Sectarian fighting among Shia and Sunnis spread across Iraq amid renewed warnings that the country is sliding into civil war.
Tensions over the country's new constitution - approved by the Shia and Kurds but rejected by Sunnis - as well as continuing anger surrounding the stampede death of almost 1,000 Shia pilgrims spilt into violence.
An Iraqi man shouts slogans during the Friday noon prayers at the Imam Kadim shrine in Baghdad. Sectarian tension continues to rise in the aftermath of a deadly stampede that killed nearly 1,000 Shiite pilgrims. (AFP/Karim Sahib)
After months of attacks on Shia targets by Sunni insurgents designed to start, the government claimed, an internecine religious conflict, the first signs came of a Shia backlash.
A young girl was killed yesterday in a gun battle in Baghdad that followed a march by hundreds of Shias on the al-Aima bridge where most of the stampede deaths had taken place.
Soldiers guarding the bridge opened fire on the demonstrators. Sunnis on the other side of the River Tigris, believing they were under attack from the Shia marchers then opened fire themselves, in turn drawing fire from Shia gunmen.
Two separate blasts in a Sunni neighborhood led to two deaths and Sunni residents said they had been subjected to sniper fire and petrol bomb attacks.
Gunmen opened fire on Sunni Muslim worshippers at Friday prayers in two mosques south of Baghdad, killing two people and injuring four, police said.
The first attack occurred when a lone gunman entered the Mizael Basha mosque near the town of Zubeir, 20 km (12 miles) south-west of Basra and sprayed automatic fire on worshippers during dawn prayers. One man was killed and four injured, police Col. Nouri al-Fayadh said. Another Sunni mosque, the Rashidiya, was later attacked by a group of gunmen who killed a guard.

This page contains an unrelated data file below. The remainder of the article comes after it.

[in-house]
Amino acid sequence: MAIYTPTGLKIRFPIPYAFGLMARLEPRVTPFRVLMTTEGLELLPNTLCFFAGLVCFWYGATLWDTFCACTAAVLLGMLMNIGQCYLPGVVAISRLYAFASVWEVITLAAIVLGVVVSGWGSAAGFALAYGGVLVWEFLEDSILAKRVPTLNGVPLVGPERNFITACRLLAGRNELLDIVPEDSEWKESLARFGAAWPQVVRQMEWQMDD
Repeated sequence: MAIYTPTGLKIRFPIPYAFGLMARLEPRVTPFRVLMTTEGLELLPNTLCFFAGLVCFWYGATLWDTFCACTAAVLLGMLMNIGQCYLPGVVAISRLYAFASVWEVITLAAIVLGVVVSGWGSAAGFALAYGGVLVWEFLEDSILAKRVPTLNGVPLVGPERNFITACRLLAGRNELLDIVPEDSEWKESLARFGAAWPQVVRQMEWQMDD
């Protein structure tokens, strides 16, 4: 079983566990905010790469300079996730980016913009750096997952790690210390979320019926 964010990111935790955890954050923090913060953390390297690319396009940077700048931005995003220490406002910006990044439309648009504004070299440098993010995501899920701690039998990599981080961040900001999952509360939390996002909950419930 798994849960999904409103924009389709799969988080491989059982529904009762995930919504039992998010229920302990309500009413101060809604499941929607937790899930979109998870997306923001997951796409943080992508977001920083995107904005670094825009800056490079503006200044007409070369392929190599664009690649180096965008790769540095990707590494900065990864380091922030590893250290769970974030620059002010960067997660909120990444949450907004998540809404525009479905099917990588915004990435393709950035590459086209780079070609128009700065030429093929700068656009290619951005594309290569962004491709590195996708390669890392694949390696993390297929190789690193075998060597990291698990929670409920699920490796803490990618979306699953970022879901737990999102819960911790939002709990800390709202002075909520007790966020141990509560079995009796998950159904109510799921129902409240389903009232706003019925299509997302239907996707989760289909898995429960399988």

Sunnis in the British-controlled south, which is also predominantly British, say the local police force has been heavily infiltrated by Shia militias and were actively encouraging a sectarian campaign.
An American journalist researching the allegations was recently shot dead after being taken by men in police uniforms.
Ali Mohammed, a Sunni schoolteacher, said "the attacks have got much worse. The police even come into our mosques and steal money and valuables."
Meanwhile, bereaved families buried the dead from the stampede and there were angry accusations that Sunni insurgents were behind the massacre.
Ahmed Chasib, 31, whose wife and sister were both killed claimed armed Sunnis had attacked Shia pilgrims during one of their holiest days of the year.
"We were traveling together but when we were near the bridge, the women ahead of us were hit by chemicals coming from Aadhamiya," he said.
Jamal al-Hakim, who lost his 12-year-old son, added: "They (the Sunnis), first of all, attacked us with mortars then they started the rumor that there were suicide bombers. That started the panic."
In a flexing of Shia muscle at least 5,000 people marched in support of the new constitution in Basra.
The march, organized by the Supreme Council of Islamic Revolution in Iraq and the Shia Dawa Party, was larger than rallies against the constitution staged by Sunni Arabs elsewhere in the country in recent weeks.
The two parties are the largest Shia political groupings in Iraq, and their representatives have played a key role in drafting the new charter which will be presented to voters in a referendum on 15 October.
* Iraqi authorities have set 19 October as the date for the start of the trial of Saddam Hussein, an official said yesterday speaking on the condition of anonymity. Authorities want the trial to start soon after Iraqis finish their referendum.
© 2005 Independent News & Media (UK) Ltd.